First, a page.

Step aside Clark Gable....Leonid Kinskey has entered the room, and woe to any man who has to battle with him for center stage! This scene-stealer will win any match hands down.
Kinskey did not have the gentlemanly charm of Cary Grant, or the rugged physique of Johnny Weissmuller, or even the crooning voice of Ol' Blue Eyes, but what he did have was confidence....heaps and bounds of the stuff. And with enough of that, and a good dose of vodka in your system, you can go anywhere.
It doesn't matter that Kinskey didn't have good looks, he thought so and whether you did or not made no difference. In real life, he knew how to flatter like a Frenchman and how to cater to a woman's inner desire, so it comes as no surprise that Ladykiller Kinskey was married three times. Why, even when he was 80-years old he turned on that old-fashioned Russian charisma and fetched himself another mate.
Kinskey was a native-born Russian, stemming from the great city of St. Petersburg. Unlike his acting comrades who portrayed characters of other nationalities as well as their own, Kinskey took pleasure in playing just pure Russians. Alright, a few French, German, and South American characters can be thrown in the mix, but primarily it was Boris, Ivan, Vladimir, Gregor, or Mischa that he was playing. And why not? He was proud of his heritage and enjoyed sharing the characteristics of his culture with the American public. Even the United States government relied on his thoroughly good Russian taste and, during WWII, chose him to select the Hollywood films to be shown in the USSR.
For this post we want to select a few of our favorite characters that Kinskey often played and share them with you:
Kinskey loved to flash that enormous grin of his in roles where he had to woo the women. He rarely snagged the Betty Grables, Alice Fayes, or Sonja Henies onscreen but that never bothered him. Afterall, he was the fellow that was out looking for a good time...and for a rich woman who could afford to give him one. But in the end Kinskey's characters were just as happy to settle for the Charlotte Greenwood-types and make a day of it. Off-screen, he was more particular and remained true to his wives...taking them one at a time of course. His second wife loved him so much that she married him four times over. "It started in Mexico City", he explained, "and then over 20 years of our happy marriage we celebrated every five years by taking a new marriage license in a different country".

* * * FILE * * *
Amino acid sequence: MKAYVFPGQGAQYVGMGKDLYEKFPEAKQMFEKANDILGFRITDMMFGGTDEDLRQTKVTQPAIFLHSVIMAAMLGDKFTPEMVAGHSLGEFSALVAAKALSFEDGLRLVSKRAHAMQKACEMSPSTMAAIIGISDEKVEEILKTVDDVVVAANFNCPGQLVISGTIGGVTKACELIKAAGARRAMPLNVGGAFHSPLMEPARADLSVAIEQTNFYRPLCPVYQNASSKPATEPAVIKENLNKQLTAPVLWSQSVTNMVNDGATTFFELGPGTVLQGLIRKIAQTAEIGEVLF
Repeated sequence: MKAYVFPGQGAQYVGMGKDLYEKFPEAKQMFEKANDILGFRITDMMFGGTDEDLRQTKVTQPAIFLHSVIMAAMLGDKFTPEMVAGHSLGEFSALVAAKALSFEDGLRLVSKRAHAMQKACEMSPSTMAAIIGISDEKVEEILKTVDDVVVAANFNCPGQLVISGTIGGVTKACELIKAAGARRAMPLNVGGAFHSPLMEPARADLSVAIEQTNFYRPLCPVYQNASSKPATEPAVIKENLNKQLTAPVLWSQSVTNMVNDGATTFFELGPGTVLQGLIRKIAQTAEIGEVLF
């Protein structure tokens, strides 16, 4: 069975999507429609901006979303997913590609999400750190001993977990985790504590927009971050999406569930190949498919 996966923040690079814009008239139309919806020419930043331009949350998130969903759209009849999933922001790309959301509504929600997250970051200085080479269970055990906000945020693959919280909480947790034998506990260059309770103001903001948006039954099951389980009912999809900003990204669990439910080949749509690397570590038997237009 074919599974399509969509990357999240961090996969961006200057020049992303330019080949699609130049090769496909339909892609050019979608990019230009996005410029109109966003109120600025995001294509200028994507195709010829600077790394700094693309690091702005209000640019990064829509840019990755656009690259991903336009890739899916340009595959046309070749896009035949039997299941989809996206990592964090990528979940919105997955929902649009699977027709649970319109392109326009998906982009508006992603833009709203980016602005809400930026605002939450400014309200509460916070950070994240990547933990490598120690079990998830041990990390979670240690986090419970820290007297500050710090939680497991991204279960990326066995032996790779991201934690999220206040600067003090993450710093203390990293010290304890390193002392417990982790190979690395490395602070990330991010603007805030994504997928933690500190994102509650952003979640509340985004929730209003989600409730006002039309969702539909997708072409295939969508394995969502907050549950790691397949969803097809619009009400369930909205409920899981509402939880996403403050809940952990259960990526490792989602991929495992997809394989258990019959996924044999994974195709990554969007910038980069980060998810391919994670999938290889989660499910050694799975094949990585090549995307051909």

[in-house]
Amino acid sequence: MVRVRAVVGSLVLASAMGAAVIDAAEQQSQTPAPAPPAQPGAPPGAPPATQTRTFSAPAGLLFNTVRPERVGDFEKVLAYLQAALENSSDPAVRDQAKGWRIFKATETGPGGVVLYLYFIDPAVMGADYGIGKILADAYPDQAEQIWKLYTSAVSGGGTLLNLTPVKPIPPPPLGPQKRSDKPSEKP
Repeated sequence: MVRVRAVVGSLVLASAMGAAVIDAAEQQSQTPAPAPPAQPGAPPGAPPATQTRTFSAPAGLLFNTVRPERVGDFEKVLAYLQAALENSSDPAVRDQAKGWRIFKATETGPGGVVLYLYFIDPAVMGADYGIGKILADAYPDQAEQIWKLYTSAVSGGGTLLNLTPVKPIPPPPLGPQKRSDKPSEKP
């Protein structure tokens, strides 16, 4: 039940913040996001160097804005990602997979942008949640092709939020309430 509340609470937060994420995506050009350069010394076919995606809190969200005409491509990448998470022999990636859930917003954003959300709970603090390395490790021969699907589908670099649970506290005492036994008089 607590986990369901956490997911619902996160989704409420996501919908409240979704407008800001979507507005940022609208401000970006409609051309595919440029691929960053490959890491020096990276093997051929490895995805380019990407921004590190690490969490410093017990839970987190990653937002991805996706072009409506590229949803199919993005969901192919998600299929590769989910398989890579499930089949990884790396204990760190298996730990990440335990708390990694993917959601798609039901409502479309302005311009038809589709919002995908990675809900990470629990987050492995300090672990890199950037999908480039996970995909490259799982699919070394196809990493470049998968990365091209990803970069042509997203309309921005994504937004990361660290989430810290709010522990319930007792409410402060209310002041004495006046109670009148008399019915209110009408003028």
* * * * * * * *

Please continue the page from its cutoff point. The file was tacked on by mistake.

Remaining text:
The Creative Genius :
Whenever Kinskey played a composer or an artist, he couldn't keep it straight, but loved to exaggerate the mannerisms one associates with the artistic set. Mussed up hair, flailing arms, temper tantrums, baggy pants, wrinkled tails....these were all the little cliches that Kinskey resorted to when creating the master effect. Cafe Metropole (1937 ), On Your Toes ( 1939 ), Broadway Limited ( 1940 ), and Presenting Lily Mars ( 1943 ) were just some of the films where he played an artist or composer. Too bad Leonid was never selected for the part of a magician, it would have suited him to perfection.
The Professor :
When Kinskey wasn't chasing women or chasing the elusive creative thought, he was chasing down students as a college professor. In Ball of Fire ( 1941 ), Professor Quintana ( Kinskey ) was one of the ivory-tower profs who rescues the nightclub singer from the mob. He was Professor Vladimir Smitken in Cinderella Swings It ( 1943 ) and years later, after he retired from film, portrayed Professor Overbeck in the Batman television series ( 1966 ) and Professor Hammerschlag in My Favorite Martian.
And of course...as Sascha!
After seeing Rick fix a roulette game so that a young Hungarian couple could win enough money to pay for an exit visa, bartender Sascha kisses him and exclaims "Boss, you've done a beautiful thing!" Rick snarls back, "Go away, you crazy Russian".
During the making of Casablanca ( 1943 ), it was decided that Leon Mostovoy, the actor cast as the bartender at Rick's Cafe, needed to be replaced because he did not have that added touch of humor that the role required. The producers needed a man like Leonid Kinskey...and a man like Kinskey is what they got. Leonid just happened to be a drinking buddy of Humphrey Bogart and so he pulled him into the cast midway through production. Leonid Kinskey was great for the part of the "crazy Russian" and it remains his most famous role to this day.
This post is our contribution to the Russia in Film Blogathon being held over at Movies Silently and sponsored by Flicker Alley. To read more about Russian actors and films, head on over to Movies Silently and check out all the posts!